‘Essential’ Businesses Working To Stay Afloat During Pandemic
SANDY, Utah – Automotive shops are on the shortlist of essential businesses, but it’s still far from business as usual as the state’s focus remains on staying home and slowing the spread of the coronavirus.
“Just a dramatic decline in business,” said Chris Pappas, who manages Hillside Tire and Service in Sandy. “With everyone staying home and nobody going out, car repairs are not a priority.”
Salt Lake County issued a public health order Sunday, forcing places like barbershops, playgrounds and theaters to close, restricting restaurants and other businesses, and allowing many others like grocery stores and auto shops to continue operating.
“Not only do I not want any of my employees to get sick, I don’t want any of my employees responsible for getting my customers sick,” Pappas said.
And for that reason, they’ve implemented their own rules, like sanitizing cars before and after repair work. You’ll also find employees disinfecting high-touch surfaces and keypads in the showroom and lobby area every couple of hours.
“We try to stay as clean as we possibly can, to begin with,” Pappas said. “What we’re down to right now is the nitty-gritty of what do we do to prevent virus infection.”
And curbing the spread of COVID-19 wasn’t the only thing on Pappas’ mind.
“We don’t know if we’re going to have a business if this goes on for three months or six months. But we have to do our part to curve that bell. Otherwise, we’re going to be in worse shape than we are,” Pappas said.
Over the last couple of weeks, his shop has seen a 50-to-60 percent drop in customers.
In fact, Pappas said “the shocking thing to me is how many people call and are surprised that we are open.”
He said about eight out of 10 calls he gets begins with the caller asking, “oh, you’re open?”
They’re open alright. But with fewer people getting in the driver seat to head out on the road, Pappas has already had to let some workers go and cut down the hours of others.
Nearly half of his employees are mechanics, who are likely struggling the most. They work on commission. No work means no pay.
Pappas has still found reasons to be grateful, though. Hillside Tire and Service has a contract to service state vehicles like Utah Highway Patrol cruisers.
“Fortunately, that’s been a big part of what’s kept us busy,” he said.
For now, the future of his business and many others is uncertain.
“At 50% of volume, it’s not going to be long before we are essentially out of money,” he said.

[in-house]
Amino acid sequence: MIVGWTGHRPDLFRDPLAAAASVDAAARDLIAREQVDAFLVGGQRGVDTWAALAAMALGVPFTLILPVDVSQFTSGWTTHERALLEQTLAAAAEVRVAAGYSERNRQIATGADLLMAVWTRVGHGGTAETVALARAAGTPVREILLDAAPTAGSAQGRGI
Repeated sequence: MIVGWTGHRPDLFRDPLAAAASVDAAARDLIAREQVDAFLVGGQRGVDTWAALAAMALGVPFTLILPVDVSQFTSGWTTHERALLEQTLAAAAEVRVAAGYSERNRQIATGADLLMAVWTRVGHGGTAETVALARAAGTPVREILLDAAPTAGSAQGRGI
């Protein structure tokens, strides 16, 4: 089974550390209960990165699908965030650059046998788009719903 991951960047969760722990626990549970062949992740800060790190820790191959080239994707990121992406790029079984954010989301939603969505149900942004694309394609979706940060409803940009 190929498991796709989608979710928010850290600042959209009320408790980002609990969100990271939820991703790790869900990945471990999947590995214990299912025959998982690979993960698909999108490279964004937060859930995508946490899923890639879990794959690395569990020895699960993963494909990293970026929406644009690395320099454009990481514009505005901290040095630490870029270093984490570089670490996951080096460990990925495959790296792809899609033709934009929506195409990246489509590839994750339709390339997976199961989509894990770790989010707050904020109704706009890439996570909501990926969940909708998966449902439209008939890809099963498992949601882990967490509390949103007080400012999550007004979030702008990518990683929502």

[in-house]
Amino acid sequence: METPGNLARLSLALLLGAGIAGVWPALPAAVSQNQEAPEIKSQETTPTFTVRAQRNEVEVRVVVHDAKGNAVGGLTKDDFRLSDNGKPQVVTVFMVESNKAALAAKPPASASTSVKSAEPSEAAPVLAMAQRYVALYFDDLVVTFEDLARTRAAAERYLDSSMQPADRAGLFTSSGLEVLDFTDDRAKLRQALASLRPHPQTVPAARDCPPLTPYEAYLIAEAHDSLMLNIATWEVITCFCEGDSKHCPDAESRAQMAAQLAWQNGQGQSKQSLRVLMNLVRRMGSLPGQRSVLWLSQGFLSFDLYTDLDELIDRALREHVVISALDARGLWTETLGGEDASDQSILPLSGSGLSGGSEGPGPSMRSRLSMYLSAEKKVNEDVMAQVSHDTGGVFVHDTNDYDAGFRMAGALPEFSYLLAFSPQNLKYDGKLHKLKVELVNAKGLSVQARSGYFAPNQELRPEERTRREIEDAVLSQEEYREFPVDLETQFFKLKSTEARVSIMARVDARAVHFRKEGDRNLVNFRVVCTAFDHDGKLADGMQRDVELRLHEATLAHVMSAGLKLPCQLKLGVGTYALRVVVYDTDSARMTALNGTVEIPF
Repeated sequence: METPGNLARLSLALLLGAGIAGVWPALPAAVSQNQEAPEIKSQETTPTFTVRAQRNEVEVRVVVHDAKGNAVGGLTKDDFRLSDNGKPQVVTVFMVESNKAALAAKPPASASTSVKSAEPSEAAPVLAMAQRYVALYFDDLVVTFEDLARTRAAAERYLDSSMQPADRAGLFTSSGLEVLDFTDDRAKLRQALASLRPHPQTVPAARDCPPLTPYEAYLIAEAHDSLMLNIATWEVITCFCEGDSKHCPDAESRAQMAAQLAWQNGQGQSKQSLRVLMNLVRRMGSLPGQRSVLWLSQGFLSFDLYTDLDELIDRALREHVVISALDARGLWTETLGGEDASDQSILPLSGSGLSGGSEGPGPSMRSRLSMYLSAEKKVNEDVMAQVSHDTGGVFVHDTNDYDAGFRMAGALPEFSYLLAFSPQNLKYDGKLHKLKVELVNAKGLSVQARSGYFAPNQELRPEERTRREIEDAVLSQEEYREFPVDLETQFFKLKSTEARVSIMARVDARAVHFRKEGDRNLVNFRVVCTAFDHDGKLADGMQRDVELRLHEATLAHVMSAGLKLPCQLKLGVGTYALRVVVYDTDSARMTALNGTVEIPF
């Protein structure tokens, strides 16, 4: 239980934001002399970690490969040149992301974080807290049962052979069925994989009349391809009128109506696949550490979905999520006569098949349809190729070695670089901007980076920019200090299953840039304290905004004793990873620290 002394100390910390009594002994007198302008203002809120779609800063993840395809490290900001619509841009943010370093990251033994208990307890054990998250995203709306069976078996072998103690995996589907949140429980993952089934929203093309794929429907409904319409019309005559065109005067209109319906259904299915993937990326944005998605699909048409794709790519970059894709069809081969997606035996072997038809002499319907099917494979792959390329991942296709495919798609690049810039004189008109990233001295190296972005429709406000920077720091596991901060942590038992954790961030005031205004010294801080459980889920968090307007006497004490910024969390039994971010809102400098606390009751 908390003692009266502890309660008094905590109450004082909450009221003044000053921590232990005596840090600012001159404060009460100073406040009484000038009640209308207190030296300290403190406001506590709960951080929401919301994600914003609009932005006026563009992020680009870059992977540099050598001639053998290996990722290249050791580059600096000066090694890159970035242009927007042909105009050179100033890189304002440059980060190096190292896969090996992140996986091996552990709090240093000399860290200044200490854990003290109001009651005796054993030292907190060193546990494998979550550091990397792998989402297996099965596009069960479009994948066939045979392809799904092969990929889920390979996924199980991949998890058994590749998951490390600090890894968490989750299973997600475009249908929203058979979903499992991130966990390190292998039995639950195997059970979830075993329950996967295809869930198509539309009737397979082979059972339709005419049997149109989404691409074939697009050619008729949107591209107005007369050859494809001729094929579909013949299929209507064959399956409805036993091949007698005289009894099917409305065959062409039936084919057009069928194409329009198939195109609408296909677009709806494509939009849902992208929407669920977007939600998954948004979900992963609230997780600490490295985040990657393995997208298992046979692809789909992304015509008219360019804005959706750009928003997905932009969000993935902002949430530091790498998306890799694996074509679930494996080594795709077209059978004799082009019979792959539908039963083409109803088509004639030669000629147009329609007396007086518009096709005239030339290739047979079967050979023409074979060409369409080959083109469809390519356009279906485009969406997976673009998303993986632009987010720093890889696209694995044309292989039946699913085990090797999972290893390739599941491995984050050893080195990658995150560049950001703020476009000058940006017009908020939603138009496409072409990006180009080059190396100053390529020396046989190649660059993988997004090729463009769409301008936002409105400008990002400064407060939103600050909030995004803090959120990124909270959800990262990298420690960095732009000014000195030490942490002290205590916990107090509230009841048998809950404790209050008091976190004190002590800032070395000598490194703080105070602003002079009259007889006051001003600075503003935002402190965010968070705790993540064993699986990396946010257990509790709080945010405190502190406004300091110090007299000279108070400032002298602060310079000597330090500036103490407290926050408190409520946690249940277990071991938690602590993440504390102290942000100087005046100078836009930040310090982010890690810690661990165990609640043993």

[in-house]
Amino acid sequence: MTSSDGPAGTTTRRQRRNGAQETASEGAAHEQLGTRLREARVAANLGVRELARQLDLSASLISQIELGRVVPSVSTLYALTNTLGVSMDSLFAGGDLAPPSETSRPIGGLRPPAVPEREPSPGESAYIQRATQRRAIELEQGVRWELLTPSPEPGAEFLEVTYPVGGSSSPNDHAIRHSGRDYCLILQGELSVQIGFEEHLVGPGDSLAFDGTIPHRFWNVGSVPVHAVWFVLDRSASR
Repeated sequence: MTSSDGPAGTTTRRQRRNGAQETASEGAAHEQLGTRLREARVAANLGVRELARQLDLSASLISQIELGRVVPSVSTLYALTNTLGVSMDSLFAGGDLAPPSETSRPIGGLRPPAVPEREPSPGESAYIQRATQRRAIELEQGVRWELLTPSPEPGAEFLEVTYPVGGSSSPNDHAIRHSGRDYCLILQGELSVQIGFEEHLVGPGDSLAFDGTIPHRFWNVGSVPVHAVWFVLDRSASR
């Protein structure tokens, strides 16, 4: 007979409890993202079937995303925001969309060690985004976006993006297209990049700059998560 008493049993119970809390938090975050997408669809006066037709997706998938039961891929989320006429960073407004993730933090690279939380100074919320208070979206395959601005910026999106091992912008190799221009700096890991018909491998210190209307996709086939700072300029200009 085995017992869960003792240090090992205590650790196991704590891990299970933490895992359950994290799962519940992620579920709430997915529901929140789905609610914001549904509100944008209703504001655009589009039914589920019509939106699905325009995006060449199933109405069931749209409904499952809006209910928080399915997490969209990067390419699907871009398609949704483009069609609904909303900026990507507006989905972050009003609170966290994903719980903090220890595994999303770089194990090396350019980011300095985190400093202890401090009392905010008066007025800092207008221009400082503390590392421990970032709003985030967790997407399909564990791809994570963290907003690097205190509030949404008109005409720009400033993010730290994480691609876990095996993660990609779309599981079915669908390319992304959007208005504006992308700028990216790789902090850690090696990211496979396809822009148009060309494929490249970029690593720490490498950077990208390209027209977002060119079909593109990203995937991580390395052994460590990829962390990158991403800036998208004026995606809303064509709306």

Still, the remaining employees are working to do their part, slowing the spread of the virus today and hoping business will speed up, sooner than later.
See the latest information from the Utah Coronavirus Task Force here.
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How Do I Prevent It?
The CDC has some simple recommendations, most of which are the same for preventing other respiratory illnesses or the flu:
- Avoid close contact with people who may be sick
- Avoid touching your face
- Stay home when you are sick
- Cover your cough or sneeze with a tissue and then throw the tissue in the trash
- Wash your hands often with soap and water for at least 20 seconds, especially after going to the bathroom, before eating, and after blowing your nose, coughing or sneezing. Always wash your hands with soap and water if your hands are visibly dirty.
- If soap and water are not readily available, use an alcohol-based hand sanitizer with at least 60% alcohol.
The CDC does not recommend wearing a face mask respirator to protect yourself from coronavirus unless a healthcare professional recommends it.
How To Get Help
If you’re worried you may have COVID-19, you can contact the Utah Coronavirus Information Line at 1-800-456-7707 to speak to trained healthcare professionals. You can also use telehealth services through your healthcare providers.
If you see evidence of PRICE GOUGING, the Utah Attorney General’s Office wants you to report it. Common items in question include toilet paper, water, hand sanitizer, certain household cleaners, and even cold medicine and baby formula. Authorities are asking anyone who sees price gouging to report it to the Utah Division of Consumer Protection at 801-530-6601 or 800-721-7233. The division can also be reached by email at firstname.lastname@example.org.
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